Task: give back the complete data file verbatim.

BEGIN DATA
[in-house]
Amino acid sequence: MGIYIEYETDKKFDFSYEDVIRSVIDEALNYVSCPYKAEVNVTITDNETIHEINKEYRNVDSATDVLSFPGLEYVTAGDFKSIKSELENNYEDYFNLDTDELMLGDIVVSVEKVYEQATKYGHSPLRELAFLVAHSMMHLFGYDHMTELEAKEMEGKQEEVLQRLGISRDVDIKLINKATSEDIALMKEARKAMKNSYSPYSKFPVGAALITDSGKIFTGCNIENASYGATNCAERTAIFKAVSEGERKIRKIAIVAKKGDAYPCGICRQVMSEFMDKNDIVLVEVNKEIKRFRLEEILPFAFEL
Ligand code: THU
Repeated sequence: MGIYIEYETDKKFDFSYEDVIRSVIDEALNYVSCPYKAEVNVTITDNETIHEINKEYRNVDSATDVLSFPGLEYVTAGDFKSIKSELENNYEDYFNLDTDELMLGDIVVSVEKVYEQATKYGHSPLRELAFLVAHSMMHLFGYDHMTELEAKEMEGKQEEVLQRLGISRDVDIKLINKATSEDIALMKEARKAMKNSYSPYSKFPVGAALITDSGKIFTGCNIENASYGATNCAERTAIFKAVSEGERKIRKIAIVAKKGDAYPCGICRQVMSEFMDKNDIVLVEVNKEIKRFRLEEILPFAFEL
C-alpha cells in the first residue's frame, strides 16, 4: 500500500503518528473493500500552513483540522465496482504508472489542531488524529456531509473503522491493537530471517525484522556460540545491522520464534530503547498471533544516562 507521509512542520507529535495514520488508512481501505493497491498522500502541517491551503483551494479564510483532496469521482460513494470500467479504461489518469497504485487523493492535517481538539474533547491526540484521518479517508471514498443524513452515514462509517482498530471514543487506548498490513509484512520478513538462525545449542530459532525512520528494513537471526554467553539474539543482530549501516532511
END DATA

[in-house]
Amino acid sequence: MGIYIEYETDKKFDFSYEDVIRSVIDEALNYVSCPYKAEVNVTITDNETIHEINKEYRNVDSATDVLSFPGLEYVTAGDFKSIKSELENNYEDYFNLDTDELMLGDIVVSVEKVYEQATKYGHSPLRELAFLVAHSMMHLFGYDHMTELEAKEMEGKQEEVLQRLGISRDVDIKLINKATSEDIALMKEARKAMKNSYSPYSKFPVGAALITDSGKIFTGCNIENASYGATNCAERTAIFKAVSEGERKIRKIAIVAKKGDAYPCGICRQVMSEFMDKNDIVLVEVNKEIKRFRLEEILPFAFEL
Ligand code: THU
Repeated sequence: MGIYIEYETDKKFDFSYEDVIRSVIDEALNYVSCPYKAEVNVTITDNETIHEINKEYRNVDSATDVLSFPGLEYVTAGDFKSIKSELENNYEDYFNLDTDELMLGDIVVSVEKVYEQATKYGHSPLRELAFLVAHSMMHLFGYDHMTELEAKEMEGKQEEVLQRLGISRDVDIKLINKATSEDIALMKEARKAMKNSYSPYSKFPVGAALITDSGKIFTGCNIENASYGATNCAERTAIFKAVSEGERKIRKIAIVAKKGDAYPCGICRQVMSEFMDKNDIVLVEVNKEIKRFRLEEILPFAFEL
C-alpha cells in the first residue's frame, strides 16, 4: 500500500503518528473493500500552513483540522465496482504508472489542531488524529456531509473503522491493537530471517525484522556460540545491522520464534530503547498471533544516562 507521509512542520507529535495514520488508512481501505493497491498522500502541517491551503483551494479564510483532496469521482460513494470500467479504461489518469497504485487523493492535517481538539474533547491526540484521518479517508471514498443524513452515514462509517482498530471514543487506548498490513509484512520478513538462525545449542530459532525512520528494513537471526554467553539474539543482530549501516532511